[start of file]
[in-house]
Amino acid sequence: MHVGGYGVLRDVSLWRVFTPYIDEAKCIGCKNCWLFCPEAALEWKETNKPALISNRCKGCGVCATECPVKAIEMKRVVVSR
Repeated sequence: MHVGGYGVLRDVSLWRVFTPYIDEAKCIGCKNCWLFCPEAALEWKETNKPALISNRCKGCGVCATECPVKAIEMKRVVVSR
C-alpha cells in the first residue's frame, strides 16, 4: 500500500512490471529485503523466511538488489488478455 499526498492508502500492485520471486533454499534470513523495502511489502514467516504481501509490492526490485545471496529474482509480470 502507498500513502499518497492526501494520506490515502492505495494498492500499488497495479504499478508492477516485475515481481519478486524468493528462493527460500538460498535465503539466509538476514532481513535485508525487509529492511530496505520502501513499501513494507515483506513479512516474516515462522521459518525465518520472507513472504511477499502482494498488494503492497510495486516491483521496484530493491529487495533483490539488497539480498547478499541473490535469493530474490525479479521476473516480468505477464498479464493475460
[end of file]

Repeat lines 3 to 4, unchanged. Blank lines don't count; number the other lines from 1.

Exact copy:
Repeated sequence: MHVGGYGVLRDVSLWRVFTPYIDEAKCIGCKNCWLFCPEAALEWKETNKPALISNRCKGCGVCATECPVKAIEMKRVVVSR
C-alpha cells in the first residue's frame, strides 16, 4: 500500500512490471529485503523466511538488489488478455 499526498492508502500492485520471486533454499534470513523495502511489502514467516504481501509490492526490485545471496529474482509480470 502507498500513502499518497492526501494520506490515502492505495494498492500499488497495479504499478508492477516485475515481481519478486524468493528462493527460500538460498535465503539466509538476514532481513535485508525487509529492511530496505520502501513499501513494507515483506513479512516474516515462522521459518525465518520472507513472504511477499502482494498488494503492497510495486516491483521496484530493491529487495533483490539488497539480498547478499541473490535469493530474490525479479521476473516480468505477464498479464493475460